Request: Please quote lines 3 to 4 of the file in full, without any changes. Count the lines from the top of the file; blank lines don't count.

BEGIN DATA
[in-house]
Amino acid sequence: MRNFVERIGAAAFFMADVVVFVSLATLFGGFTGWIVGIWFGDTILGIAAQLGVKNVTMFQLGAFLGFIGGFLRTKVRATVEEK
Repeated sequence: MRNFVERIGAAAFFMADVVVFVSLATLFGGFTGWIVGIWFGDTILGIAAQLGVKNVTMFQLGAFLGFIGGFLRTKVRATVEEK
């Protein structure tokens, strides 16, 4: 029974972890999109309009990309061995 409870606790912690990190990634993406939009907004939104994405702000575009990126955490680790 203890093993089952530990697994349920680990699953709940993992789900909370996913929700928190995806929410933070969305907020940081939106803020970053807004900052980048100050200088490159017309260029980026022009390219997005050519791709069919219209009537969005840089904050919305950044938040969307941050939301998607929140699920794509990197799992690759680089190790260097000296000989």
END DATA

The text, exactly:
Repeated sequence: MRNFVERIGAAAFFMADVVVFVSLATLFGGFTGWIVGIWFGDTILGIAAQLGVKNVTMFQLGAFLGFIGGFLRTKVRATVEEK
């Protein structure tokens, strides 16, 4: 029974972890999109309009990309061995 409870606790912690990190990634993406939009907004939104994405702000575009990126955490680790 203890093993089952530990697994349920680990699953709940993992789900909370996913929700928190995806929410933070969305907020940081939106803020970053807004900052980048100050200088490159017309260029980026022009390219997005050519791709069919219209009537969005840089904050919305950044938040969307941050939301998607929140699920794509990197799992690759680089190790260097000296000989």